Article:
Trees Walking

“God,” I said, after a hot, dry afternoon of good and bad happenings. “How are you different than coincidences or things we can’t explain?”

“I’m not,” God said. “In other dimensions, they don’t even call me God.”

I’ve always known that had to be the case, but knowing hasn’t reduced my longing for a provable formula, a reliably vengeful God, a certain ally, or an intelligent designer with some degree of accountability.

I sighed and asked politely, “What do they call you, then?”

God smiled. “Ah, let’s see. If I put the terms in English for you, I’m sometimes called Attribution, Allah, Beelzebub and Baby’s Breath, Creator, Calamity, Dalliance, Dendroid, Emmanuel, Ego…” She paused and smiled. “Shall I go on?”

“Well, the ABCs are a little boring,” I said. “How about a different alphabet? Or the language of a neighboring planetary system?”

This was perhaps an unwise request from an older soul like myself. God grabbed the brittle corners of my imagination and shook the filmy cataracts loose. My eyes beheld a night sky so dense with possibilities that it almost instantly blinded me. The names of God were a thousand suns, unleashed. God waved her baton; the symphony of all her names was deafening. I intended for my tongue to move, but it would not. With great effort, I raised my finger to signal for help.

“Enough?” God asked.

“Too much,” I said, as I tried to gather what was left of my sensibilities.

“Hand them over,” God said.

“No,” I said. “They’re mine.”

God shook her mane, waved her appendages, leathered up, and roared around in circles on a ruby red Harley. Followers stampeded behind, raising clouds of luminescence. A cacophony of unearthly mirth blew through the trees and with help from a gifted artist, they were transformed into maniacal silver laughter. I couldn’t hold on.

“Uncle,” I shouted.

“Good one,” God shouted back.

“No, I mean I give up,” I said.

“I know what Uncle means,” God said as she put me back together, muttering to herself in languages from beyond and beneath. “There.” She patted my head which felt slightly askew. “That’ll do for now.” She started to walk away but then gave me a second glance. “You’re getting a little tired of the circularity, aren’t you, honey?”

“No!” I lied. “No, not at all.” With the few shreds of pride still at my disposal, I stood erect. “You have a nice day, God” I said. Then I turned my back, rolled under the nearest pile of dead branches, and held very still. As my eyes adjusted, I could see that I was not alone. So many sentient beings, so many innocent souls hiding from the birds of prey.

Maybe God was right. Maybe I am a little tired. This will be an excellent place to rest.

NYT2009
(One of Roxy Paine’s amazing creations)

Tender

God jokes around so much it’s tempting to think that maybe the whole damn universe is a plaything: an elaborate war game, a psychological thriller, a slo-mo drama for the viewing pleasure of a warped creator. Look around. There’s a decent chance we’re on our way to extinction or global misery so ubiquitous that many will wish we were already extinct. Every day, I fight off the satanic seduction of the glib slogans or easy answers generated by the hateful to justify greed.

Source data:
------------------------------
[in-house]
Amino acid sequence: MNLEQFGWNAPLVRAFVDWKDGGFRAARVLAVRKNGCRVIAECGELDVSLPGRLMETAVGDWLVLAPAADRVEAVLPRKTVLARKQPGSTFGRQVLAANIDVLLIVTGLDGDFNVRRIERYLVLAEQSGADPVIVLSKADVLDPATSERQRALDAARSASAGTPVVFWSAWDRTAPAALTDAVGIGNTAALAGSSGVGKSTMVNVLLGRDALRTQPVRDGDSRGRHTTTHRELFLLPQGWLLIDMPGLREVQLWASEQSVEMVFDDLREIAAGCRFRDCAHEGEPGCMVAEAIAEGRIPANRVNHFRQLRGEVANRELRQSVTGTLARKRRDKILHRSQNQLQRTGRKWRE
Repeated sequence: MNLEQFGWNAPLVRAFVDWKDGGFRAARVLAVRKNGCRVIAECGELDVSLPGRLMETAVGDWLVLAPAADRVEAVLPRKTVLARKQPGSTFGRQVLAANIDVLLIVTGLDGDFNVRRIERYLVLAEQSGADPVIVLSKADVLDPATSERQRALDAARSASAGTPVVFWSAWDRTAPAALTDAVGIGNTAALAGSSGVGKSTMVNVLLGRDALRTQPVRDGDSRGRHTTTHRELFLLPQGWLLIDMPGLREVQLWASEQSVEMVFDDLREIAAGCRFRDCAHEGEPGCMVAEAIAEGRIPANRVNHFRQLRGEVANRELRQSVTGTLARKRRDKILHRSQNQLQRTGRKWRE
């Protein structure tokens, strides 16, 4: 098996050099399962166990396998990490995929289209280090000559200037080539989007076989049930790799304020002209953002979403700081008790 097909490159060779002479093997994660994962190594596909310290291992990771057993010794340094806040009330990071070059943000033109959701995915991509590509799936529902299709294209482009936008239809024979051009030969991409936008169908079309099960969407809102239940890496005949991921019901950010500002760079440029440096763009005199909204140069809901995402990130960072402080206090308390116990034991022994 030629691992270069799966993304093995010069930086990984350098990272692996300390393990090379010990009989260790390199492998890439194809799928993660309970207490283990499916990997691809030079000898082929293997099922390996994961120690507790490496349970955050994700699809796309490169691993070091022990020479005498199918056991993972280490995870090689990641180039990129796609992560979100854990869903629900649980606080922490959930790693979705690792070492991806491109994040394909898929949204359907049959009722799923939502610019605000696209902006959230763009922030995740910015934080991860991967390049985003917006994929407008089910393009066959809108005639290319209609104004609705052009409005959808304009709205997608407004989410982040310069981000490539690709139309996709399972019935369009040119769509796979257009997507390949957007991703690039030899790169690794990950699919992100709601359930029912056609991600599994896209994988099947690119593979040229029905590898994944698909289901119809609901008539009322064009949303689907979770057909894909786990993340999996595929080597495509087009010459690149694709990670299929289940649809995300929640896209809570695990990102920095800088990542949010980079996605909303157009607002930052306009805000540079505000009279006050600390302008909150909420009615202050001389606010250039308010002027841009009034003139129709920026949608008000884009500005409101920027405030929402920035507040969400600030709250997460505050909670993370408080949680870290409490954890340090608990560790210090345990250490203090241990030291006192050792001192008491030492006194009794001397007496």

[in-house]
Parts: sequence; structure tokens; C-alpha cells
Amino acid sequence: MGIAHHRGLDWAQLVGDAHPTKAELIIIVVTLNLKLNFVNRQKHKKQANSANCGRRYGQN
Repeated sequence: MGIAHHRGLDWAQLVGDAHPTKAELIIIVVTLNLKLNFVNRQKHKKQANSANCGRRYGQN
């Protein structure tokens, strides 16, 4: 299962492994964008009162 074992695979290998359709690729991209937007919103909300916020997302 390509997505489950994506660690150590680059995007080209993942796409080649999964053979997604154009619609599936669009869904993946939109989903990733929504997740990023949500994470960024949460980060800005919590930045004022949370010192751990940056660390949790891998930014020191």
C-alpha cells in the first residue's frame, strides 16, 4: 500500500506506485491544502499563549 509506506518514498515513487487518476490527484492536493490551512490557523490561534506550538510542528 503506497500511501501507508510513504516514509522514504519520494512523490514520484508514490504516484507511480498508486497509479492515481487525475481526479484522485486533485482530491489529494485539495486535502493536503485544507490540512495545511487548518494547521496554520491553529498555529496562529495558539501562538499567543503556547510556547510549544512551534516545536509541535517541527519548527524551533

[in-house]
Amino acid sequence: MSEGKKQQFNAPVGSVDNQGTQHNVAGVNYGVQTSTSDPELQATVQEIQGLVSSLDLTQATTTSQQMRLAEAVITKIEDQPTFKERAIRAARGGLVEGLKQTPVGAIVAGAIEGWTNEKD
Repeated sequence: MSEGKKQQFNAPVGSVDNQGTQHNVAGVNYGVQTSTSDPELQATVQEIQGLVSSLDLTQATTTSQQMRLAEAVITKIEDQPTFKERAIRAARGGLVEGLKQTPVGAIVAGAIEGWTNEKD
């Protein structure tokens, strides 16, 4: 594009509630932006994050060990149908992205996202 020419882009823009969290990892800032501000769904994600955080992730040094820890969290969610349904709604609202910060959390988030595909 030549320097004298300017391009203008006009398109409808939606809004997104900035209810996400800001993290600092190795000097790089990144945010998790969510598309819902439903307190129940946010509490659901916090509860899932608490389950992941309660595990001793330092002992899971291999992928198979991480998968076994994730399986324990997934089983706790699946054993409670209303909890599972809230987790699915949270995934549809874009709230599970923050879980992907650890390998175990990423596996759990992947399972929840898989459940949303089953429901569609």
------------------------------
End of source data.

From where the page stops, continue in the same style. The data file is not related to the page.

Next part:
It’s wild turkey mating season. The turkeys in the yard are flirtatious, energized in the ways of turkeys in heat. Generally, I don’t admire turkeys, but they’re scrappy and they adapt. I suspect cockroaches and turkeys will outlast most other species on earth. In Montana, wild turkey mating season coincides with our efforts to legislate. Both are awkward to observe.

Who can carry guns, where, and why are questions in play. Even though God is allowed to pack, weapons are not the answer. Spread randomly among the populace, they provide neither safety nor security. Yes, they provide a means of killing. But from what I can tell, God is not a big fan of killing or even of self-defense. Self-sacrifice, yes. Self-defense, no. This is very hard to contemplate. Maybe God’s creation has a lot of humorous quirks embedded to make life a little more mysterious, but it is very, very unlikely God approves of killing in God’s name–or anyone’s name.

How do I know this?

In one of my unfinished novels, the main character’s name is Tender. An unusual name for a strapping young man, the son of a tall American soldier. But his Korean mother liked the sound and meaning as she considered various English words to name this unlikely offspring. Of course, I’m the author of this novel, so I invented this Korean mother and named her child myself.

Tender: Fragile, sensitive, easily hurt, often bruised, gentle: the tender green of newly sprouted seeds. With my ranch background, tender also means easy to chew. A tender cut of beef, vegetables cooked until they’re tender… And then there’s the transactional meaning; you can tender your resignation—always a tempting option. And finally, there’s legal tender–anything recognized by law as a means to settle debt or meet a financial obligation.

The novel isn’t finished and may never be. This is due in part to the fact that God emerged from the pages, and I realized God’s name is Tender, and it frightened me. It still does. God is gentle and kind, easily bruised, willing to let us flounder and resign from even our most basic human duties. God sprouts vulnerable in the deep purple light. And God steps in repeatedly to settle serious debt. Sure, God jokes around. God chases turkeys. God rocks herself to sleep among a million spinning planets. But this is the awful truth; one of God’s names is Tender.